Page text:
Guide dogs have to undergo intensive training in order to safely lead their handlers through doors, down sidewalks, over curbs and steps, and across streets, all while staying focused and pretending not to notice other dogs or small distractions like squirrels.
Now, however, their job has gotten even harder - there are more distractions with people and technology, and more canine distractions in places there weren't before, the Associated Press reports.
"It used to be you encountered other dogs mostly on sidewalks while you were going down the street," said Morgan Watkins, acting president and CEO of Guide Dogs for the Blind.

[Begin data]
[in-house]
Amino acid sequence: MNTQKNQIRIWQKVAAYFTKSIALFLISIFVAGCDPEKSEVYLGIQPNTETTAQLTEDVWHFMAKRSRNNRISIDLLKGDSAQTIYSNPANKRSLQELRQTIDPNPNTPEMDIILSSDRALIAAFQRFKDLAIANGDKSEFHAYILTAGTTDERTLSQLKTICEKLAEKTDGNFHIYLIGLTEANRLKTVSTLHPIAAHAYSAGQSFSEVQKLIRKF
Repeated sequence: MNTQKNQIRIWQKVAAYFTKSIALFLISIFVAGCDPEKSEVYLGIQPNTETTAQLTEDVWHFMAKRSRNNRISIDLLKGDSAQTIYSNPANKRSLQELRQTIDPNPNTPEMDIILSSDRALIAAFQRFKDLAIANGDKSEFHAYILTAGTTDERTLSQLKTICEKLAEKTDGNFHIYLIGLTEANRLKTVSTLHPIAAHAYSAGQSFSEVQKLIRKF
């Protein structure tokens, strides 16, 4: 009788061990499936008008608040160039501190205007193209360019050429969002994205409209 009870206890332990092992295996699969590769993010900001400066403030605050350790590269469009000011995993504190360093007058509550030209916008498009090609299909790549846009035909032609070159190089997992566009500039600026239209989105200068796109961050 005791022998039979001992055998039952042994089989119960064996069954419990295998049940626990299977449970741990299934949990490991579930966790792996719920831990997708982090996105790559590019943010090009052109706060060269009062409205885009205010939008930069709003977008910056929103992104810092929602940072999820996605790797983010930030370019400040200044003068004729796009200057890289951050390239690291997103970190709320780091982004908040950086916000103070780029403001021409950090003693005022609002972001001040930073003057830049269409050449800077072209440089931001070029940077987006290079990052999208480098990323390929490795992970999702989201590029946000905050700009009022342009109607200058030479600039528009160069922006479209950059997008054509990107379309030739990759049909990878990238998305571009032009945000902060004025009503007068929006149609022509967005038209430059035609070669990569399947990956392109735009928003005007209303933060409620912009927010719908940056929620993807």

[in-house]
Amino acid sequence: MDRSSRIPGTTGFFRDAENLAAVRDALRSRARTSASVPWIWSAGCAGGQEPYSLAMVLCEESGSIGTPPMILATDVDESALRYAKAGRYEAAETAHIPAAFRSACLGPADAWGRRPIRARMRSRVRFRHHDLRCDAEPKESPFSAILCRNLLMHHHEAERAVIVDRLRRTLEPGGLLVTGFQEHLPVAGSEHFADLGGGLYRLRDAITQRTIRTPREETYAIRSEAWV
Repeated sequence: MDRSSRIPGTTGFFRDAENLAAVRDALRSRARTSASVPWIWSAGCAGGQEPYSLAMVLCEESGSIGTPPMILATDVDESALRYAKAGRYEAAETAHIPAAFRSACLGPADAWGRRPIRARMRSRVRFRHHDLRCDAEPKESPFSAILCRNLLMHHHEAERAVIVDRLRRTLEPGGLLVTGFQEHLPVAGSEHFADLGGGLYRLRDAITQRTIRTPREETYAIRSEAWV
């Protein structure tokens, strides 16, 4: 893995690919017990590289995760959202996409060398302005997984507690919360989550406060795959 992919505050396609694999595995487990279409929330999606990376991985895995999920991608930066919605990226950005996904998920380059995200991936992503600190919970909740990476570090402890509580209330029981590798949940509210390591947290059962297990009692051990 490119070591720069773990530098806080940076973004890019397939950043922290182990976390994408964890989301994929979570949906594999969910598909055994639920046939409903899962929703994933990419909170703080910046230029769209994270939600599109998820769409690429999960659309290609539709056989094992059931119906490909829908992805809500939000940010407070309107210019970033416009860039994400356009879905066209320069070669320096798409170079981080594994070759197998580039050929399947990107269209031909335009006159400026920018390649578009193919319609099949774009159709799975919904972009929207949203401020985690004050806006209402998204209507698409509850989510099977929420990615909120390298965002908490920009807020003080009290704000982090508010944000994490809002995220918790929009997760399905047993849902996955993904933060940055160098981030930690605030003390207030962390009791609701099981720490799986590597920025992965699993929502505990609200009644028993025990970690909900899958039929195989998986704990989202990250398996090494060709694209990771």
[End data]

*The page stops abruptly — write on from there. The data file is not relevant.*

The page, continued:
Now, a guide dog may encounter other canines in the supermarket, in a classroom or virtually anywhere else, as more and more places of business allow dogs.
In addition, new technologies such as electric cars, which can pass through intersections almost silently, pose a challenge
for blind people and their dogs, The New Zealand Herald reports.
Watkins told the news source that guide dogs are taught intelligent disobedience - that is, defying a handler's order to keep them safe. If there is an electric car in the intersection a handler is telling the dog to go through, it will not go, Watkins explains.
"I follow my dog. It's part of the trust," he says.